Best place to buy concert tickets Corb Lund

Corb Lund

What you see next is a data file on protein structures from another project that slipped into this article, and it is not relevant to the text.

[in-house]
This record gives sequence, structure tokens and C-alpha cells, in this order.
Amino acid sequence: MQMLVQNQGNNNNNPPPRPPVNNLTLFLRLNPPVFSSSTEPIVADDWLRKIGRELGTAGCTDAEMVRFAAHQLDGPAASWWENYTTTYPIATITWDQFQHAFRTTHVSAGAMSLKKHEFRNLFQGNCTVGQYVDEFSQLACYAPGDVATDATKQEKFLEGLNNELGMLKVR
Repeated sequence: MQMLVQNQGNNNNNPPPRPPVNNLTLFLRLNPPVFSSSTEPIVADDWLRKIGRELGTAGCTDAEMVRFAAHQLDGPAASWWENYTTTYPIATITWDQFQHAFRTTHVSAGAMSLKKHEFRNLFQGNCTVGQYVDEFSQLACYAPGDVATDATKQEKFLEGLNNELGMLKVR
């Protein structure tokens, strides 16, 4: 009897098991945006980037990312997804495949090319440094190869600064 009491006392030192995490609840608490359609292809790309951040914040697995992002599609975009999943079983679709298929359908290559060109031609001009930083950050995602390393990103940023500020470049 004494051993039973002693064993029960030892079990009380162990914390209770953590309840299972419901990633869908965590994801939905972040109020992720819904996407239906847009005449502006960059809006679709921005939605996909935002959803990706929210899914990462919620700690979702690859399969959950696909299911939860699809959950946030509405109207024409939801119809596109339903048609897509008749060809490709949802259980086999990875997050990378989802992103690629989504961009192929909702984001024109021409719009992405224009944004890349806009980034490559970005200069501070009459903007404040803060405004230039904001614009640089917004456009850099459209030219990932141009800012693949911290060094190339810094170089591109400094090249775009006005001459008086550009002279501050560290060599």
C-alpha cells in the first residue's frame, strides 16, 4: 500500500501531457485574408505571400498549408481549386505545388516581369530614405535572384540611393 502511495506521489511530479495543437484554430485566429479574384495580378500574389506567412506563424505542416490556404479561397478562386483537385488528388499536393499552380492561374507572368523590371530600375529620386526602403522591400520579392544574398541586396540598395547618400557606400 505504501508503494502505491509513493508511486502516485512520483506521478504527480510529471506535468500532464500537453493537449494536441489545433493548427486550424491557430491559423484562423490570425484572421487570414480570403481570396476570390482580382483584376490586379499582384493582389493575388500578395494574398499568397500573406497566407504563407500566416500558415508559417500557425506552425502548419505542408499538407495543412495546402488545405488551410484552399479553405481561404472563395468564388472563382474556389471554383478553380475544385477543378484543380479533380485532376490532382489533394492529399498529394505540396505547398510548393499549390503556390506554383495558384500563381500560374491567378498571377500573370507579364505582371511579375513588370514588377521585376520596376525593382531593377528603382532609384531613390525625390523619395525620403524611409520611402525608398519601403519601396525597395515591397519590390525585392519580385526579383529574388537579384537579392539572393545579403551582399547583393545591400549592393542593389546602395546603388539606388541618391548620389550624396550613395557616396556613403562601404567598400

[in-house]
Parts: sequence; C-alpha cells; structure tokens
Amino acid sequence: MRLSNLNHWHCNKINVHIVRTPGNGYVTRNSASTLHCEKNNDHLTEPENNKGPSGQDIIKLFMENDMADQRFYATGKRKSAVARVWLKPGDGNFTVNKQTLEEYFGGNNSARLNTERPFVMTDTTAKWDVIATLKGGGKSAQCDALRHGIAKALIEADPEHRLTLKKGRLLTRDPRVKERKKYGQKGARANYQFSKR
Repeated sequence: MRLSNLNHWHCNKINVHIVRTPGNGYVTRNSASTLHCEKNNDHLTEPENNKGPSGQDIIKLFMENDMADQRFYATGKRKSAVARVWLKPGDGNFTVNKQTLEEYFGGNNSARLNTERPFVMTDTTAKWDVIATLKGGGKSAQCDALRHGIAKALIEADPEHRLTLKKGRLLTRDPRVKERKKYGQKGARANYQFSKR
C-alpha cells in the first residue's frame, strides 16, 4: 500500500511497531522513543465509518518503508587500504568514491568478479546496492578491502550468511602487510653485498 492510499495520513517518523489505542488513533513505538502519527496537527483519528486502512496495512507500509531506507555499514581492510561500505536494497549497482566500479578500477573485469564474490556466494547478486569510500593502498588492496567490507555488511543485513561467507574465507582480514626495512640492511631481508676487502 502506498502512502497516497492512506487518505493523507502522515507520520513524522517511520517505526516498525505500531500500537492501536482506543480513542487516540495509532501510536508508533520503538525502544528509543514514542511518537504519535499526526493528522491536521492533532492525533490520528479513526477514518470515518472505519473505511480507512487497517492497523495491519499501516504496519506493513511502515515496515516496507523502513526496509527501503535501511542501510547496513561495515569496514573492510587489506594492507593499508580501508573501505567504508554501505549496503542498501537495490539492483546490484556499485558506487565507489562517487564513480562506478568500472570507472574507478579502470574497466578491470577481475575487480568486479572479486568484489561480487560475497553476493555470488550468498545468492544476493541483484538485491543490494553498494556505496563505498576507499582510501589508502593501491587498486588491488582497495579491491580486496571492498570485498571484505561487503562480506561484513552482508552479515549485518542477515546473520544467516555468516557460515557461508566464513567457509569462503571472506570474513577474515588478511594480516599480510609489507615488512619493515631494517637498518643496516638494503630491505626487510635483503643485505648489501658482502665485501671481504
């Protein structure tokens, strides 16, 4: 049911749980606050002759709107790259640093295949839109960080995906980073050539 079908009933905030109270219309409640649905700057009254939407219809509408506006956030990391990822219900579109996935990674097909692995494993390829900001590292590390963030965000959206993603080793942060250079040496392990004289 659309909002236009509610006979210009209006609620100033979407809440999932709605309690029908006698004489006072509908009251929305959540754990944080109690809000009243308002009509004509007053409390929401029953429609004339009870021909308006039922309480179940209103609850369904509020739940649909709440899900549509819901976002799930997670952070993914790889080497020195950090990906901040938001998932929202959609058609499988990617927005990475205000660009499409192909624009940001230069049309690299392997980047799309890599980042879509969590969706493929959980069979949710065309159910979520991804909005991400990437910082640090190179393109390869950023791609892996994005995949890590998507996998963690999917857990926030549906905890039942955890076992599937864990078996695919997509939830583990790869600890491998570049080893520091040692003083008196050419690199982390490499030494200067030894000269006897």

Corb Lund is a Western and country singer/songwriter from Alberta, Canada. He has released nine albums, three of which are certified gold. Lund tours regularly in Canada, the United States and Australia, and has received several awards in Canada and abroad. Lund’s songs feature a gallery of subjects drawn from real life. He says, “A lot of my ancestors pop into the songs. I’ve got quite a cast of characters to draw from. I feel a real kinship with the old West. A lot of my ancestors were ranchers, but one of my great-grandpas was a road gambler in Montana in the 1880s. I’ve got some miners in there. My grandpas in particular were full of lore – they had lots of stories.” Lund’s great-grandfather may be the model for the hard-luck gambler of “A Game in Town Like This.” His own rodeo experience animates “Steer Rider’s Blues.” And Lund’s father, a veterinarian, likely served as the inspiration of “Horse Doctor, Come Quick” and “Talkin’ Veterinarian Blues.” Some characters, like the deadly female gunslinger of “Devil’s Best Dress,” hail from Western folklore, while others – the busted-out rancher of “Long Gone to Saskatchewan,” the farmer displaced by oil drillers in “This is My Prairie” – spin stories torn from the daily papers. These vivid depictions of the Canadian West are never less than universal. Lund notes, “My gut feeling at the beginning, which I think has been borne out, is if you write about what is familiar to you and do a good job of it, the specifics fade away and the universality of the message comes through. When I was younger, listening to Springsteen singing about the slums of New Jersey, that was alien to me, but I got it, because the music is so good. That’s what I aspire to – to paint a picture that’s intriguing.” Unlike many so-called “country artists” these days, he is no drugstore cowboy – he’s the real McCoy. “My family is all ranchers and rodeo people,” Lund says. “They’ve been in Canada for about 100 years, and before that they were raising cattle in Utah and Nevada. Some of my relatives are still down there. I grew up rodeoing. (I was a steer rider) – that’s like the junior version of bull riding. I was on horseback pretty much as soon as I could walk.” Lund’s interest in musical storytelling was bred by his boyhood love of Marty Robbins (whose classic 1959 LP Gunfighter Ballads and Trail Songs was a crucial discovery) and Johnny Horton (whose hits like “The Battle of New Orleans” and “North to Alaska” impressed the budding history buff). Lund acknowledges the impact of other performers – Kris Kristofferson (now a New West label mate), Ramblin’ Jack Elliott. But some even more important influences ran in the family. “My grandpas used to sing all these old Western cowboy ballads,” Lund says. “Those songs come from before recorded music -- they’re traditional numbers that the cowboys always sing in camp, or just for fun, to entertain themselves. My grandpas knew all those songs. The first song I ever knew was called ‘The Strawberry Roan,’ (a cowboy song that’s at least 150 years old).” Read more on User-contributed text is available under the Creative Commons By-SA License; additional terms may apply.